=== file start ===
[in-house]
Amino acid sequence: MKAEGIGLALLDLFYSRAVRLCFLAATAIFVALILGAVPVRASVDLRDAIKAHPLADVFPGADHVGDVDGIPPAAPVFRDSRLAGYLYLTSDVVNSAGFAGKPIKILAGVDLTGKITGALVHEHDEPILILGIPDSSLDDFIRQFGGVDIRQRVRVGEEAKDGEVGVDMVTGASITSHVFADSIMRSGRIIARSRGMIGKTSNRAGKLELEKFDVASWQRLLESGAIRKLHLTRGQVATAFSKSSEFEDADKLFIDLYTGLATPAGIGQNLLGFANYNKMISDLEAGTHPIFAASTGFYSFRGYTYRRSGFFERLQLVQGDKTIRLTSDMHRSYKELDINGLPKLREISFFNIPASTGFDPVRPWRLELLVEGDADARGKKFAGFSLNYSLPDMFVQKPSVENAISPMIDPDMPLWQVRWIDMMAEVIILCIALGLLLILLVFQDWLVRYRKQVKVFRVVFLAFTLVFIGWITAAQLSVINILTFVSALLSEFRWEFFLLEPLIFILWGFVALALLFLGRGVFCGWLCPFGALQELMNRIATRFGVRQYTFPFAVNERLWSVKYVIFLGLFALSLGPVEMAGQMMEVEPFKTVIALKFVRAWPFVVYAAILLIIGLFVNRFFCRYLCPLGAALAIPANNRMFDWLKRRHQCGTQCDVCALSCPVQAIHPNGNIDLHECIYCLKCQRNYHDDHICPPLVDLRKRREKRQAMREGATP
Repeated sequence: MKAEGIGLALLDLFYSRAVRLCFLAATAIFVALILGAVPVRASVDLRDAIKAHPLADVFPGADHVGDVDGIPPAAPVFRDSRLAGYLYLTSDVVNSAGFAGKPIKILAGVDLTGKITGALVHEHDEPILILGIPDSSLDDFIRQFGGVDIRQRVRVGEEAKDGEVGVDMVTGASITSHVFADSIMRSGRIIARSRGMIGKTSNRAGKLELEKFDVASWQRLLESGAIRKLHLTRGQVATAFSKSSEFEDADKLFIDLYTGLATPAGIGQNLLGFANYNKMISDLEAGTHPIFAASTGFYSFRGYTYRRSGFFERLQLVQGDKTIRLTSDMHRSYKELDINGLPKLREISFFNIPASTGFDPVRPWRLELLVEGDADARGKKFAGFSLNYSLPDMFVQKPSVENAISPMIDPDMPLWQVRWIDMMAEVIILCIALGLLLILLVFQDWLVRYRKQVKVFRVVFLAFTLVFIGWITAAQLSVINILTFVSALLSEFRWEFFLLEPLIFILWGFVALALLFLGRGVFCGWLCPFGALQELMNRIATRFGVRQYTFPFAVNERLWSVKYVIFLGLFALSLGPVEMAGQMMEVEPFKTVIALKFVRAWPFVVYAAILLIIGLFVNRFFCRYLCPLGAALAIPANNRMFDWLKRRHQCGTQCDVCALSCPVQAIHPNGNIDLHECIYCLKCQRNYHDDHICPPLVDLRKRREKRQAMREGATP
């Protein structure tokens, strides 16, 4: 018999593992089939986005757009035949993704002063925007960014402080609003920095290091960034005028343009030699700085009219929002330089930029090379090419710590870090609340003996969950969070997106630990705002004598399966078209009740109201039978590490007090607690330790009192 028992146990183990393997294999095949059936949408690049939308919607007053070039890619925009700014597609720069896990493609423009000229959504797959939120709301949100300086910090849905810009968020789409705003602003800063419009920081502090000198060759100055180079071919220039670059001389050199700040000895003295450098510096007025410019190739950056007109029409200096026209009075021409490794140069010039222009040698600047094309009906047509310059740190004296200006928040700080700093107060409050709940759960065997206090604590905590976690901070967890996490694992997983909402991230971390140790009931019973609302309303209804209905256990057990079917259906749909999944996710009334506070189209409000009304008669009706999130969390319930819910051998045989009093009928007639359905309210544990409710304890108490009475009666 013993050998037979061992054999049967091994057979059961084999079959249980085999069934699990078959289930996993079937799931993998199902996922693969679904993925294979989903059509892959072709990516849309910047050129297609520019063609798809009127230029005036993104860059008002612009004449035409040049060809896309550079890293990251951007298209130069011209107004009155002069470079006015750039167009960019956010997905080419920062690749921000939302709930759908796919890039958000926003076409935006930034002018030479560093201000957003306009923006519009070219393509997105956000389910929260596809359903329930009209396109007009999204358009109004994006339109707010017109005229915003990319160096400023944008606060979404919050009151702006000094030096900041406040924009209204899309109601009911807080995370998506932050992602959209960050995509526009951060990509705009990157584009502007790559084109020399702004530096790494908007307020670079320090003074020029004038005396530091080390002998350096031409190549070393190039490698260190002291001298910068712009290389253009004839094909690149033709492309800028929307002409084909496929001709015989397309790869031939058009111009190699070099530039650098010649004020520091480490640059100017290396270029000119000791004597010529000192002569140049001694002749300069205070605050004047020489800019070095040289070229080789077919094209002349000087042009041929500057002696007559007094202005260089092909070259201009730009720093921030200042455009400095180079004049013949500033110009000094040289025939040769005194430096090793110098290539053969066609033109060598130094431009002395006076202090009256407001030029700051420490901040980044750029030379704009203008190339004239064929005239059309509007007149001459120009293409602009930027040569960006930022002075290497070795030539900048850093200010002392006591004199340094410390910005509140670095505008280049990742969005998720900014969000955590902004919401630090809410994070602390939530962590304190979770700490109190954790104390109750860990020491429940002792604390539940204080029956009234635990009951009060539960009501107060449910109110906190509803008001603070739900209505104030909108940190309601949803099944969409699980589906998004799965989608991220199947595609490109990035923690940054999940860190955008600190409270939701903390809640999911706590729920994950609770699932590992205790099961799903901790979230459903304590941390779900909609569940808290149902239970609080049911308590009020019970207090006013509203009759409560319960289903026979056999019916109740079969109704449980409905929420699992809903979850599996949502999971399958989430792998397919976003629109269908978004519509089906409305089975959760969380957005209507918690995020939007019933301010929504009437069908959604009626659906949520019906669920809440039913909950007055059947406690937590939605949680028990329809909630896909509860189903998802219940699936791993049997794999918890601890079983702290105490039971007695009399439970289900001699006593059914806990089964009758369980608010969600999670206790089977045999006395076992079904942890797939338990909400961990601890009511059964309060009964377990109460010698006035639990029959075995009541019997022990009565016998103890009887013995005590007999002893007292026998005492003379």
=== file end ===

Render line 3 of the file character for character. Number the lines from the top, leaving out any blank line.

Repeated sequence: MKAEGIGLALLDLFYSRAVRLCFLAATAIFVALILGAVPVRASVDLRDAIKAHPLADVFPGADHVGDVDGIPPAAPVFRDSRLAGYLYLTSDVVNSAGFAGKPIKILAGVDLTGKITGALVHEHDEPILILGIPDSSLDDFIRQFGGVDIRQRVRVGEEAKDGEVGVDMVTGASITSHVFADSIMRSGRIIARSRGMIGKTSNRAGKLELEKFDVASWQRLLESGAIRKLHLTRGQVATAFSKSSEFEDADKLFIDLYTGLATPAGIGQNLLGFANYNKMISDLEAGTHPIFAASTGFYSFRGYTYRRSGFFERLQLVQGDKTIRLTSDMHRSYKELDINGLPKLREISFFNIPASTGFDPVRPWRLELLVEGDADARGKKFAGFSLNYSLPDMFVQKPSVENAISPMIDPDMPLWQVRWIDMMAEVIILCIALGLLLILLVFQDWLVRYRKQVKVFRVVFLAFTLVFIGWITAAQLSVINILTFVSALLSEFRWEFFLLEPLIFILWGFVALALLFLGRGVFCGWLCPFGALQELMNRIATRFGVRQYTFPFAVNERLWSVKYVIFLGLFALSLGPVEMAGQMMEVEPFKTVIALKFVRAWPFVVYAAILLIIGLFVNRFFCRYLCPLGAALAIPANNRMFDWLKRRHQCGTQCDVCALSCPVQAIHPNGNIDLHECIYCLKCQRNYHDDHICPPLVDLRKRREKRQAMREGATP